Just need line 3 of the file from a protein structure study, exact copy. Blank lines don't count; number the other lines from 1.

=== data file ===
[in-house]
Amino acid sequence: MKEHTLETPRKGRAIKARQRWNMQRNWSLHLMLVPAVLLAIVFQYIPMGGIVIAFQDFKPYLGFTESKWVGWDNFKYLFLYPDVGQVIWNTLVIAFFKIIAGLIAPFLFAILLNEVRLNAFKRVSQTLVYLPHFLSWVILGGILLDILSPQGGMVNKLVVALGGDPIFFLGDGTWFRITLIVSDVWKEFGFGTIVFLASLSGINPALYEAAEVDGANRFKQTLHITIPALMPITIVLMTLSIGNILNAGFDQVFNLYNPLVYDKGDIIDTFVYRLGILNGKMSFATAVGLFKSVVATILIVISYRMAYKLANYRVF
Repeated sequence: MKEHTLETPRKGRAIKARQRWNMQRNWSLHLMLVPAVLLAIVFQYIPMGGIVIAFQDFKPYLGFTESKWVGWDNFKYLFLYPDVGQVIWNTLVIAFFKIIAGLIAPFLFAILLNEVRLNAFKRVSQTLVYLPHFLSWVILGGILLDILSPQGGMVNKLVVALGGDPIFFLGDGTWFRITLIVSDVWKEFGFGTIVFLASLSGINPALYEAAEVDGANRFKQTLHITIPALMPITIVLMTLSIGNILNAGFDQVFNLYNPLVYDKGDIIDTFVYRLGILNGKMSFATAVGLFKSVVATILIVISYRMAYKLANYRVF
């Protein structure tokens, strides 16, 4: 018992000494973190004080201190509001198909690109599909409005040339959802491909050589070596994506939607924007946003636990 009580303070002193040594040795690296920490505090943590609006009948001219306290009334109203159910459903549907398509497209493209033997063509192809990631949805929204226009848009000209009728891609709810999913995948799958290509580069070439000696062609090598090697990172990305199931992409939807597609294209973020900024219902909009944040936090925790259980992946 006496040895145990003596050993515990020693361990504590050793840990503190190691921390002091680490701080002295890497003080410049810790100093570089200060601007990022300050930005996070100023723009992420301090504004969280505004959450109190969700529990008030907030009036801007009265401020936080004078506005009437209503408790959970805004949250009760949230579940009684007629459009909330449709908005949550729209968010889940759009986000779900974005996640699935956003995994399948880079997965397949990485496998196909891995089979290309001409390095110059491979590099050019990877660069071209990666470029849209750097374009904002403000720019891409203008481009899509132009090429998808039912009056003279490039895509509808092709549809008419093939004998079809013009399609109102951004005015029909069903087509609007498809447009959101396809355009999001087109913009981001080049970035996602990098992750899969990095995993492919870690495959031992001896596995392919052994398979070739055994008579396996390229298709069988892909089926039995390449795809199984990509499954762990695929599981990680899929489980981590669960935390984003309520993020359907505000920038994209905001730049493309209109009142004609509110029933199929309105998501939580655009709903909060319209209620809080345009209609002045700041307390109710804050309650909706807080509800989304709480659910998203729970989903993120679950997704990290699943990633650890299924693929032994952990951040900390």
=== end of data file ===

Repeated sequence: MKEHTLETPRKGRAIKARQRWNMQRNWSLHLMLVPAVLLAIVFQYIPMGGIVIAFQDFKPYLGFTESKWVGWDNFKYLFLYPDVGQVIWNTLVIAFFKIIAGLIAPFLFAILLNEVRLNAFKRVSQTLVYLPHFLSWVILGGILLDILSPQGGMVNKLVVALGGDPIFFLGDGTWFRITLIVSDVWKEFGFGTIVFLASLSGINPALYEAAEVDGANRFKQTLHITIPALMPITIVLMTLSIGNILNAGFDQVFNLYNPLVYDKGDIIDTFVYRLGILNGKMSFATAVGLFKSVVATILIVISYRMAYKLANYRVF